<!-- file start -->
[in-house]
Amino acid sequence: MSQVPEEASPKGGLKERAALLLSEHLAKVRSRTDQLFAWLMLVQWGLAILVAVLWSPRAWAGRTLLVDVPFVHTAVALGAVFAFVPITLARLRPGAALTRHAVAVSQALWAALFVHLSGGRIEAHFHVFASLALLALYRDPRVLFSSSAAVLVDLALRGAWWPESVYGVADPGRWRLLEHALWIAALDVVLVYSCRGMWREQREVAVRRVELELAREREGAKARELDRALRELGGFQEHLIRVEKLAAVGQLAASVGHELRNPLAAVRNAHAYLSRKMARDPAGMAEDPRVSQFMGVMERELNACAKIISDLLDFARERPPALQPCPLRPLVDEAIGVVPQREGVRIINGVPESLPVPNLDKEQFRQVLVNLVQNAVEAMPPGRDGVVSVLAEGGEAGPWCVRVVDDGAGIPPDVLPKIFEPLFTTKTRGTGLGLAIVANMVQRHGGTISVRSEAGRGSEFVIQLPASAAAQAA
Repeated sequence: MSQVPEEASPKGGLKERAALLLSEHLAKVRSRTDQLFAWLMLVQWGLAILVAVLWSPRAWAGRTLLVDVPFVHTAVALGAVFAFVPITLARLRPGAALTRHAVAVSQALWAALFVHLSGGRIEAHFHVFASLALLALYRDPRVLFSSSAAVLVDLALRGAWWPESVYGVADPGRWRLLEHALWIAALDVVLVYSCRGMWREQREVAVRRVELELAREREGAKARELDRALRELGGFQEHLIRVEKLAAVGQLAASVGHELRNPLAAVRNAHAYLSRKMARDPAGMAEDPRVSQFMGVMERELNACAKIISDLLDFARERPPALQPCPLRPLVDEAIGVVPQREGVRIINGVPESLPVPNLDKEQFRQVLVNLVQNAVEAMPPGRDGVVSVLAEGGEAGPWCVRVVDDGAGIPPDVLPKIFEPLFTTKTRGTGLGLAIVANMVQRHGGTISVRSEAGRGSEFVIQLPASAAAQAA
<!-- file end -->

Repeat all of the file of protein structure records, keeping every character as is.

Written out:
[in-house]
Amino acid sequence: MSQVPEEASPKGGLKERAALLLSEHLAKVRSRTDQLFAWLMLVQWGLAILVAVLWSPRAWAGRTLLVDVPFVHTAVALGAVFAFVPITLARLRPGAALTRHAVAVSQALWAALFVHLSGGRIEAHFHVFASLALLALYRDPRVLFSSSAAVLVDLALRGAWWPESVYGVADPGRWRLLEHALWIAALDVVLVYSCRGMWREQREVAVRRVELELAREREGAKARELDRALRELGGFQEHLIRVEKLAAVGQLAASVGHELRNPLAAVRNAHAYLSRKMARDPAGMAEDPRVSQFMGVMERELNACAKIISDLLDFARERPPALQPCPLRPLVDEAIGVVPQREGVRIINGVPESLPVPNLDKEQFRQVLVNLVQNAVEAMPPGRDGVVSVLAEGGEAGPWCVRVVDDGAGIPPDVLPKIFEPLFTTKTRGTGLGLAIVANMVQRHGGTISVRSEAGRGSEFVIQLPASAAAQAA
Repeated sequence: MSQVPEEASPKGGLKERAALLLSEHLAKVRSRTDQLFAWLMLVQWGLAILVAVLWSPRAWAGRTLLVDVPFVHTAVALGAVFAFVPITLARLRPGAALTRHAVAVSQALWAALFVHLSGGRIEAHFHVFASLALLALYRDPRVLFSSSAAVLVDLALRGAWWPESVYGVADPGRWRLLEHALWIAALDVVLVYSCRGMWREQREVAVRRVELELAREREGAKARELDRALRELGGFQEHLIRVEKLAAVGQLAASVGHELRNPLAAVRNAHAYLSRKMARDPAGMAEDPRVSQFMGVMERELNACAKIISDLLDFARERPPALQPCPLRPLVDEAIGVVPQREGVRIINGVPESLPVPNLDKEQFRQVLVNLVQNAVEAMPPGRDGVVSVLAEGGEAGPWCVRVVDDGAGIPPDVLPKIFEPLFTTKTRGTGLGLAIVANMVQRHGGTISVRSEAGRGSEFVIQLPASAAAQAA